Can Dogs Be Vegetarian?

When people switch their diets to one that doesn’t include meat, they often wonder if the same can be done for their pet. Can a vegetarian diet be healthy for a dog? The answer, according to Dr. Jennifer Coates, is yes, it can. When approaching this issue, though, it’s important to remember that just like with human diets, a vegetarian diet for dogs must be thoroughly planned.

Dogs Aren’t Carnivores

Dogs, like humans, are omnivores. This means they eat dogs vegetarianand are able to digest both plant and animal food sources. Dogs’ diets have evolved over time in step with human diets, and they developed the ability to digest starches when we first began to domesticate them, according to an article in Nature.

The key to an adequately designed vegetarian or vegan diet  for dogs is ensuring the protein content is appropriate and there is no lack of taurine or Vitamin D. Many pet owners choose to make their own dog food at home, but besides being time consuming, this method also has a lot more room for error. Because the proportions of vitamins and minerals is vital to ensuring good health in your pet, making your own meatless dog food must be done with some research.

Some people have found that done correctly, this approach works wonderfully for their dog. For those who don’t want to make their own dog food, though, there is another option.

Commercial Option

A vegetarian dog food has hit the market and is being embraced by meat-free eaters across the country. V-Dog dog food has been available since 2005 and is a dry dog food kibble that doesn’t contain any animal products at all. Rather, it is a combination of plant based foods that meet dogs’ nutritional requirements of all the necessary protein, vitamins, and minerals, including taurine.

V-Dog has been certified by the AAFCO. The AAFCO, or Association of American Feed Control Officials, is an organization that regulates the sale of animal foods and establishes regulations for pet food and feed ingredients and nutritional adequacy in those foods.

Know the Ingredients

Though most people wouldn’t think a vegetarian diet can work for a dog, if done properly, it can.

Regardless of what you decide to feed your dog, knowing the details of exactly what is in the food can make a big difference in your dog’s health. Whenever you make a decision about your dog’s food, do your research and understand just what you are feeding them before putting the bowl down.

Pets Reduce Risk of Heart Disease

If you have a pet, particularly a dog, chances are you are reaping more benefits than you know from the relationship. Most people get pets for companionship, but often end up getting much more out of it than just a friend. According to the American Heart Association, pets can help reduce the risk of heart disease in their owners.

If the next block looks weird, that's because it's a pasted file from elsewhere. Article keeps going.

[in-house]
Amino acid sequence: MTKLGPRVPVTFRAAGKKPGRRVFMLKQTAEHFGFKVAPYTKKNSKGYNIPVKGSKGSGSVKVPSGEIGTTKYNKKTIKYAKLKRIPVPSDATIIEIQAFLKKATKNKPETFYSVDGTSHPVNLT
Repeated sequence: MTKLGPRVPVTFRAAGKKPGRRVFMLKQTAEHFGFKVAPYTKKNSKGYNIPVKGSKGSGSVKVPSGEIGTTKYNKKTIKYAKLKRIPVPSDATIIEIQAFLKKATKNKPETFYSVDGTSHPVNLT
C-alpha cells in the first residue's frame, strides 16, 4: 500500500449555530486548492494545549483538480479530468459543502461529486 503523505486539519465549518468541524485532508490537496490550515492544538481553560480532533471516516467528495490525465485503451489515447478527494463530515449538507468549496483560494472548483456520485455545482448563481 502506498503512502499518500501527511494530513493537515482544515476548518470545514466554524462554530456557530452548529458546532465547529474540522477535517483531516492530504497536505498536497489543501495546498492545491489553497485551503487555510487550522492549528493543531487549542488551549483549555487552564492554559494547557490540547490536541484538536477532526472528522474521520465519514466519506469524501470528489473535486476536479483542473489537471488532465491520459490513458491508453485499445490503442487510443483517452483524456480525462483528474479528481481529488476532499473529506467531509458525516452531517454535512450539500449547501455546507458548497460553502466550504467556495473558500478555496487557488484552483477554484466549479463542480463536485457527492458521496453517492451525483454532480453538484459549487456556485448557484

Fewer Risk Factors in Pet Owners

Recent studies have discovered a connection between owning a pet and a reduced risk of heart disease. Not only are pet owners less likely to have heart disease risk factors like high cholesterol, high blood pressure, and obesity, but they also have higher survival rates than non pet owners. There are a number of factors that may influence this reduced risk and scientists aren’t sure whether or not owning a dog directly reduces the risk of disease or if there are other reasons for the drop.

“It may be simply that healthier people are the ones that have pets, not that having a pet actually leads to or causes reduction in cardiovascular risk,” said Glenn N. Levine, M.D.

Levine is a professor at Baylor College of Medicine in Houston, Texas, and chair of the committee that wrote the statement in Circulation after reviewing studies that looked at the different influences of pets. Their review found an association between pet ownership and a decreased cardiovascular risk. Dog owners were especially likely to display this decreased risk.

More Exercise

One study the committee reviewed found that owners participated in animal health dog heart diseasemore walking and physical activity than non-dog owners. The dog owners were also 54 percent more likely to get the recommended level of physical activity.

The study looked at 5,200 adults. It also revealed that a significant proportion of dog owners don’t walk their dogs, which means neither they nor their dog were getting the amount of daily exercise they need. Not surprisingly, cat owners didn’t have the same increased physical activity levels that dog owners did.

Regardless of the possible health benefits, the statement author discourages people from adopting a dog solely to reduce the risk of disease. “The primary purpose of pet adoption or rescue should be to provide the pet a loving home and to derive enjoyment from the pet,” Levine wrote.

Don’t Adopt Just for Your Health

Adopting a pet comes with certain responsibilities and among those like feeding, sheltering, and providing veterinary care is ensuring your pet gets the proper amount of exercise to help expend any extra energy he or she might have. With a cat, that might mean playing with the laser pointer or dangling a mouse from a string, but with a dog, there is typically much more involved.

Most dogs, especially bigger dogs and working dogs with high energy levels, need at least one walk a day. Even small dogs should get some type of exercise every day, even if it’s just a short walk around the block. Engaging in this exercise helps the pet stay in good health and helps the owner add in exercise to their routine, which can stave off depression, obesity, heart disease, and other medical problems and help keep you healthier for longer.

Read more about the main risk factors for heart disease and ways to prevent them here.